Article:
What are they teaching my kid in school?

While driving my fifth-grade daughter to school today she told me about something they learned in Social Studies.

Daughter: Did you know that in some countries they take your cows away and shoot you?
Self: confused What are you talking about?
D: I learned that in school. In some countries they take your cows away and shoot you.
S: In what countries?
D: I dunno. But in Canada, they take your cows away and give them to the chicken farmers and they take the chickens away and give them to–
S: incredulous In Canada? Is this a joke?
D: No. They showed us a chart in Social Studies.
S: concerned What was on this chart?
D: Stick figures and some cows. In America, you can sell one of your cows and buy a bull and make as many baby cows as you want.
S: angry What are they teaching you there? Some kind of civics or economics lesson?
D: I dunno. In Russia–
S: Who’s your Social Studies teacher?
D: Mrs. XXXXX [name withheld]

A little more discussion as I try to ascertain what was on this chart and mentioning I’d like to get more information about this lesson. By this time, we’re at school and she hops out. I am not happy. Her father is equally perplexed and concerned and is sending an email to her homeroom teacher.

Anyone have any idea as to the nature of this lesson? Is there some jingoistic belief system I’m not familiar with? Should I be as troubled as I am or am I making something out of nothing?

Anti socialism lessons? I’m perplexed, too. Sometimes kids do take things out of context. Even if it is nothing, though, I don’t see the harm in talking to the teacher. A good parent should be curious about what their kid learns.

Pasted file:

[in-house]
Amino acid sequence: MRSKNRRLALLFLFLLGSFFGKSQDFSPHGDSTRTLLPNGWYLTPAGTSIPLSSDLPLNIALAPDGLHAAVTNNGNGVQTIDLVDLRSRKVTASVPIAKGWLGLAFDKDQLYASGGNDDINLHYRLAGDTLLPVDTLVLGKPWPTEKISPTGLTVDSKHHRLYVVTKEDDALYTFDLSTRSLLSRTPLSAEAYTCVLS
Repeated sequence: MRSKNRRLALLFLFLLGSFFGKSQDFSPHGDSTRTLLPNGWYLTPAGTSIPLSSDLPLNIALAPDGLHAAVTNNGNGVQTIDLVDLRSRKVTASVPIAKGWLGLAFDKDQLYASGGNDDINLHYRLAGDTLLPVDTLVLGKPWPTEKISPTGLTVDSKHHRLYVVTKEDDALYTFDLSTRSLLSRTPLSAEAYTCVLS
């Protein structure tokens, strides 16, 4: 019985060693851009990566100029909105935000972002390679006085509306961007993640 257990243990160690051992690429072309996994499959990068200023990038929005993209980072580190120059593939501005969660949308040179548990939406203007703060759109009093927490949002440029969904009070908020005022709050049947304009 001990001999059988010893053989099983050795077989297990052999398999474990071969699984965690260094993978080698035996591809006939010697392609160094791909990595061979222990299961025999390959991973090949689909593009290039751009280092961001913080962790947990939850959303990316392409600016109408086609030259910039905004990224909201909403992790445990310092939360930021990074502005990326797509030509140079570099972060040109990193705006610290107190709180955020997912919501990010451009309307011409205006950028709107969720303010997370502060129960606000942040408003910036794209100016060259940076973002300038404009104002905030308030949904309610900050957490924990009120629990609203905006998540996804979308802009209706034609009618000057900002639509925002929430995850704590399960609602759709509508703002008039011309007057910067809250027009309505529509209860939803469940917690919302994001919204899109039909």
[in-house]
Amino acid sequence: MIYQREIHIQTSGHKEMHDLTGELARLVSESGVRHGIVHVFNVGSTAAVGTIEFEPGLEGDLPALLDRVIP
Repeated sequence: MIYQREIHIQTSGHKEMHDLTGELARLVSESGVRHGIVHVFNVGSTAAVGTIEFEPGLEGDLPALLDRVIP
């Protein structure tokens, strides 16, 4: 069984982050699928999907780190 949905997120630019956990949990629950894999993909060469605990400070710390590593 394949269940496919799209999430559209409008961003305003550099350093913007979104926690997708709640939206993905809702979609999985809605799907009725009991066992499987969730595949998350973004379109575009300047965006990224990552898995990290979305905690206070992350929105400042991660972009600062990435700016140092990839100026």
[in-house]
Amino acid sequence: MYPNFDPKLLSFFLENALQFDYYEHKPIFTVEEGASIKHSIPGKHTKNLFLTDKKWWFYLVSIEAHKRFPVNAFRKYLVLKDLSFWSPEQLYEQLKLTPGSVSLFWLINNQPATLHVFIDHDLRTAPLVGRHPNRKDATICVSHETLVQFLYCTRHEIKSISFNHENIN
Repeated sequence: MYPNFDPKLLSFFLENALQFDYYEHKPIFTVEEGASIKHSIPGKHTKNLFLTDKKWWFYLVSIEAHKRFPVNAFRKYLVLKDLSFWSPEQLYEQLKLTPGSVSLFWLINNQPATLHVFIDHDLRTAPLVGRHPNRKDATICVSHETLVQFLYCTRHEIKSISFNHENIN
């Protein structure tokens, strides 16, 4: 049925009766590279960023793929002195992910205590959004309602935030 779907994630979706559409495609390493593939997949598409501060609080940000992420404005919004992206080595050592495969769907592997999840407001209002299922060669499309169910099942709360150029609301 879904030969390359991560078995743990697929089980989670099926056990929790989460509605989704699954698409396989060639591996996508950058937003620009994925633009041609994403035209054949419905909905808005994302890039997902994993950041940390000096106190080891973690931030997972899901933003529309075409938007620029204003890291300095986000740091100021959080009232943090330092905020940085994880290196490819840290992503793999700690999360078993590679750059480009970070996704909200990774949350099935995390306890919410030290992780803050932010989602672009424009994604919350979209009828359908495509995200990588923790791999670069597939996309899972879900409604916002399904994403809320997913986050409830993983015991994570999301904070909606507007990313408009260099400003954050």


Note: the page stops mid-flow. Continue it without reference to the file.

Some kind of bastard child of this?

Lovely. Thanks for the info. This is not going to be pretty.

This wikipedia page has a bit more information. It was widely reprinted in Dear Abby for a few years, which is where I remember it from. It sounds like it’d go over the head of most fifth-graders - it’s quite tongue-in-cheek.

Hmm…fifth grade, eh?
I teach college and can’t tell you how many times students hear only snippets of what is said in a classroom and pull some wild ideas out of their hats after the fact.

I would speak with the teacher - but my guess is your daughter might have been distracted half way through class - when suddenly seeing a bird with a shiny object fly by the window as the rest of this story was explained. Kids often only hear and retain what interests them, not necessarily all of the information. Then again, that hasn’t stopped some people from being elected to Congress in Alabama.

Even if it is misunderstood, teaching the “two cows” as if it were legitimate social studies criteria is like starting a lesson plan by saying “Two guys walked into a bar…”

That might work with your college students, but it’s lost on 10 and 11 year old children.

I suspect there is a political bias being demonstrated with this lesson, given by the use of the “Naziism” reference. Regardless, it seems to me an inappropriate lesson for fifth graders…well, I guess it’s inappropriate material as a lesson in economics for anyone, but it is clearly over the heads of fifth graders.

My daughter is an honors student. This lesson seems to me to be demeaning to her intelligence. She clearly appears to have taken it seriously, as she hasn’t yet developed the skills to think critically about the information her teachers impart. That means it is up to the teacher to tread carefully. We’ll see what her teacher has to say.

Pretty much why I couldn’t handle being a teacher.
The kids I could handle.
However the parents constant knee-jerk reactions whenever their kid tells them some out of context thing they learned that day that they were only half paying attention to and the parents scream “What are you teaching my baby!”

Educators have my sympathy.

Really? Are you saying you wouldn’t think twice about it if your kid came home and said this along with “guess what I learned in social studies today?”